NJ Senate Goes Full Steam Ahead On Gun Control Bills [VIDEO/AUDIO]
It’ll be a lot tougher to buy a gun in New Jersey, even legally if a bill that passed the full Senate yesterday becomes law.
The measure’s sponsor calls it the centerpiece of the control package in the Upper House. Gun rights advocates are less than thrilled with it.
The bill creates an electronic system for universal background checks that will include mental health records and covers private transactions and ammunition sales, among other actions to prevent gun violence.
“This plan will create a modern, electronic system of background checks for all gun sales that will help keep weapons out of the hands of those who shouldn’t have them by including instant access to criminal and mental health records and by cracking down on illegal gun sales,” says Senate President Steve Sweeney, the plan’s lead sponsor. “These are important improvements to the state’s already tough laws that will help make our streets and communities safer and more secure.”
The legislation also requires a permit for all ammunition purchases and mandate safety training for a gun license. The new system will have information on permits for handguns and hunting rifles encoded on the buyer’s driver’s license or a state-issued “smartcard.” The electronic process will allow for instant background checks and real-time reporting, immediately identifying those who aren’t allowed to purchase firearms and giving law enforcement the ability to instantly revoke permits from those who become disqualified.
“We have to keep guns out of the hands of those who shouldn’t have them and we have to crack down on illegal firearms,” says Senator Donald Norcross, one of the lead sponsors of the gun safety plan. “These bills will help bring more safety and security to the streets of our cities, schools, businesses and places of worship.”
The bills approved by the Senate on Thursday are:
The Centerpiece Bill which would:
- Overhaul the state’s permitting process by establishing a modernized, electronic system of instant background checks for all gun purchases, with up-to-date information on permits for handguns and hunting rifles encoded on the buyer’s driver’s license or a state-issued “smartcard,” allowing for real-time reporting of all gun sales to law enforcement.
- The instant background checks will include NICS, name check and mental health records, and allow for the immediate disqualification of those who are or who become ineligible for a weapons permit.
- Require, for the first time, that private sales go through a dealer so that full background checks will ensure compliance with permit requirements.
- Require a photo ID.
- Require safety training to qualify for a firearms permit.
- Criminalize the purchase and possession of ammunition by those convicted of certain crimes.
- Require a firearms ID for the purchase of all ammunition, require that ammunition bought online is shipped to address on the permit, provide electronic reporting of internet ammunition sales.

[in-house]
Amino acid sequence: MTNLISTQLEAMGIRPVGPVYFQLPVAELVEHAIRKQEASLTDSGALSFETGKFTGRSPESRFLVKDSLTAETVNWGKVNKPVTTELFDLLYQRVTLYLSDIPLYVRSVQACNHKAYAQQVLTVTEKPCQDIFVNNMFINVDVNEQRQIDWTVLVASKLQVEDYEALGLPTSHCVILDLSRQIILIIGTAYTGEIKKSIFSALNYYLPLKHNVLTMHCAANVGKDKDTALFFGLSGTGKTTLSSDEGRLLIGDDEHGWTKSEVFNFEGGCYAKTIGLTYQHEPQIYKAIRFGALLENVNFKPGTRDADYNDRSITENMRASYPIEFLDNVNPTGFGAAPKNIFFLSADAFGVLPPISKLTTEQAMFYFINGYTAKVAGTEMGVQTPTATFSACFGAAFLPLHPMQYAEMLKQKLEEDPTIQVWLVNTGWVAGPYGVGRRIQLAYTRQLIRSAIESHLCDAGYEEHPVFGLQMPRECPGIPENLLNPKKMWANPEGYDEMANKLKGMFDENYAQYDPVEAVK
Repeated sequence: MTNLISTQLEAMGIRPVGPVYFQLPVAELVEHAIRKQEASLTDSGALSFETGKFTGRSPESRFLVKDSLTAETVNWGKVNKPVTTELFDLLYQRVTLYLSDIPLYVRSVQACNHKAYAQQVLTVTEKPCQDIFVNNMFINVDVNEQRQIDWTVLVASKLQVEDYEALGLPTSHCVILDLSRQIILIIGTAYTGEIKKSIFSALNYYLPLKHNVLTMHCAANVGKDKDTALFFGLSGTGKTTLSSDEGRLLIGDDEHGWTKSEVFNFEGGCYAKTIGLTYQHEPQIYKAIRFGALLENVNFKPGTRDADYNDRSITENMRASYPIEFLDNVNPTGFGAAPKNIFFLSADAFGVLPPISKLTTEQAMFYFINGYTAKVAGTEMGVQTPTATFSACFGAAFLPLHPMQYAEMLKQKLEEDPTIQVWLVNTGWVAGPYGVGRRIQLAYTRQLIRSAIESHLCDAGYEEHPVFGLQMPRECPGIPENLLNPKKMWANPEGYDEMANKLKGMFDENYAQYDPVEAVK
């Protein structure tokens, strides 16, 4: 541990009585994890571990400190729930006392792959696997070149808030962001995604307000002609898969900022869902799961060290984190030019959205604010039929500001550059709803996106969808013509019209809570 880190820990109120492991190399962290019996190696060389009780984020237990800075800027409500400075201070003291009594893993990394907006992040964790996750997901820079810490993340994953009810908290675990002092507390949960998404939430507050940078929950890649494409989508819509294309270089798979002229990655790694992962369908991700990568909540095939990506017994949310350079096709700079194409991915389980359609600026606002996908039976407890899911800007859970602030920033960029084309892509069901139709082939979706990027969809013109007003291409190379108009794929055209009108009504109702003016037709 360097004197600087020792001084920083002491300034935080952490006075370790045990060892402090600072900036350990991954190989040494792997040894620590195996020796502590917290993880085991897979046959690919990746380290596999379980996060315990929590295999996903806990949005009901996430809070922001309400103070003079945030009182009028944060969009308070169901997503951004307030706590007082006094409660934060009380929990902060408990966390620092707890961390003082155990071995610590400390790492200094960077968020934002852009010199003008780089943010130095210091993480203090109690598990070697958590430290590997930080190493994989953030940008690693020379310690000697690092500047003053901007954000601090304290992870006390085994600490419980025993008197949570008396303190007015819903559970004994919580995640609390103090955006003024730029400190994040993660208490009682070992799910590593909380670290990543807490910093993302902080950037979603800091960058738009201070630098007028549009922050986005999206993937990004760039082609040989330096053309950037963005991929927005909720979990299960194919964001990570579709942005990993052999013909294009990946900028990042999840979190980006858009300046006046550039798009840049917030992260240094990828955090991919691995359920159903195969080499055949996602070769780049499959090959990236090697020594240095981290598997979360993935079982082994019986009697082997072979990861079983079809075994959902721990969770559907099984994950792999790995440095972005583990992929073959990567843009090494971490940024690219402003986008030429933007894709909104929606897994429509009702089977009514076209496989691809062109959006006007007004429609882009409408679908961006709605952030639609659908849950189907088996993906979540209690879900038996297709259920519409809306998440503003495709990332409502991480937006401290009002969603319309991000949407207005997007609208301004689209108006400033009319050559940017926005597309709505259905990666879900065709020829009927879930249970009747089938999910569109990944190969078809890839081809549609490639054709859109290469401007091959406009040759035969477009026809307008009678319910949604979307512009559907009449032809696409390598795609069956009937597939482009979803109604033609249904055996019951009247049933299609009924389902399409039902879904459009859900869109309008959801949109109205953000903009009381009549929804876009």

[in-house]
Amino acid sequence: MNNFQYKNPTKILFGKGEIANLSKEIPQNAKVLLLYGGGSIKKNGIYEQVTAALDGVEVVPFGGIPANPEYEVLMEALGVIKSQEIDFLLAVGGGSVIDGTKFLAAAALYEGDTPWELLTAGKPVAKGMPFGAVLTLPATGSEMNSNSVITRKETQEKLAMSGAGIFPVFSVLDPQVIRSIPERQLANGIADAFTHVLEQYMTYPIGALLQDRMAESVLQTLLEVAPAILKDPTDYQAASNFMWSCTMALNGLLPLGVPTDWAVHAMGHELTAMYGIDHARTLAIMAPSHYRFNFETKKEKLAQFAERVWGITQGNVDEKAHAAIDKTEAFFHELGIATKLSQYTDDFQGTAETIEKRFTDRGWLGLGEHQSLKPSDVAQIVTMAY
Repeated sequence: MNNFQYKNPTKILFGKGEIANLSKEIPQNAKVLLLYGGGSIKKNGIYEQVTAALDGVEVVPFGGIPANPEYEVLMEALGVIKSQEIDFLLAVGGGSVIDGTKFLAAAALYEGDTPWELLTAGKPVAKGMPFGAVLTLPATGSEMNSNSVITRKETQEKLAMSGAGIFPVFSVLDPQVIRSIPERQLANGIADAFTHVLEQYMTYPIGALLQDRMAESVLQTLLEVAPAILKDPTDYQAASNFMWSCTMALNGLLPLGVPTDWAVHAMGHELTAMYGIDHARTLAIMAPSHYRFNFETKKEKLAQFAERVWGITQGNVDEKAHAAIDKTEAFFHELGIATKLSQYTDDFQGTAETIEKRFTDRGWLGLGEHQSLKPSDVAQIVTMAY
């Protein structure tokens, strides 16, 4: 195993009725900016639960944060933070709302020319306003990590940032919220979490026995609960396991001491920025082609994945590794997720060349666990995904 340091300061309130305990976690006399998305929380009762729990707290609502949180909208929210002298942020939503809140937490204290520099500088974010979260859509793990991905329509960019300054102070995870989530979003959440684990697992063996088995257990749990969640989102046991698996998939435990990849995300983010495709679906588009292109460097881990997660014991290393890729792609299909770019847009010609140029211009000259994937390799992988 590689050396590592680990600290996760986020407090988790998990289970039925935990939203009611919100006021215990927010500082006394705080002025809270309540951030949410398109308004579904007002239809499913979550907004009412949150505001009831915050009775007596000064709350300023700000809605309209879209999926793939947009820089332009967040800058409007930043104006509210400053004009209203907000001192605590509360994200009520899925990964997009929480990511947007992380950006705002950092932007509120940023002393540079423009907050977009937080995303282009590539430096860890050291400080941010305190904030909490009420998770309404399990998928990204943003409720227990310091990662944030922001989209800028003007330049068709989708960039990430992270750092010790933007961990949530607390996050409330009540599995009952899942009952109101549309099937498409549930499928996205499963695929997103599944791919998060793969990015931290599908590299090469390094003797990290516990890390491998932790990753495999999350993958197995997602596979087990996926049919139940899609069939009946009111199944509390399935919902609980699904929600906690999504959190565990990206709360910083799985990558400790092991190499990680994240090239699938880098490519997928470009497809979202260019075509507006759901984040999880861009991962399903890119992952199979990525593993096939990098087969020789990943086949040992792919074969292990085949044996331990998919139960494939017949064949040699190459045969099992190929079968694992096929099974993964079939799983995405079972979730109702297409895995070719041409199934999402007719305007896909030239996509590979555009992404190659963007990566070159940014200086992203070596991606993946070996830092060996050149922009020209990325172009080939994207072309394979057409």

- Mandate the immediate revocation of gun permits at sentencing for those convicted of a crime and for those ordered into involuntary commitment.
Other bills would:
- Include mental health data and criminal records on those not allowed to own or possess firearms in records included in the National Instant Criminal Background Check System.
- Disqualify those on federal Terrorist Watchlist from eligibility for gun permits.
- Ban the sale of .50 caliber or greater firearms.
- Ensure that those convicted of unlawful possession of a gun will serve mandatory prison terms to keep them off the streets by increasing the mandatory minimum from one-third of the sentence to one-half of the sentence or three and one-half years – which ever is greater.
- Keep violent and repeat offenders off the streets by requiring those charged with the most egregious gun-related crimes to pay full cash bail.
- Upgrade the penalty for unlawfully selling, giving or transferring a firearm to anyone under 18 years of age.
- Prohibit state investments in companies that manufacture, sell or import assault weapons for civilian use.
- Extend the statute of limitations for gun thefts.
- Codify regulation exempting firearms records from OPRA, abolishes common law right of access.
Gun Rights Advocates Respond
Legal gun owners are good people who will follow the laws that are passed according to Sweeney. That doesn’t mean they are thrilled with his bill.
“While there are one or two items in that bill that might be helpful to gun owners it’s basically a couple of drops of sugar in a goblet full of poison,” says Scott Bach with the Association of New Jersey Rifle and Pistol Clubs who is also the executive director and past president of the National Rifle Association. “It contains some severe restrictions on 2nd Amendment rights.”
Requiring firearms safety training tramples on people’s rights according to Bach because they would be forced to prove they’ve had the training even though they may have owned guns their entire lives.
Video Courtesy NJ Senate Democrats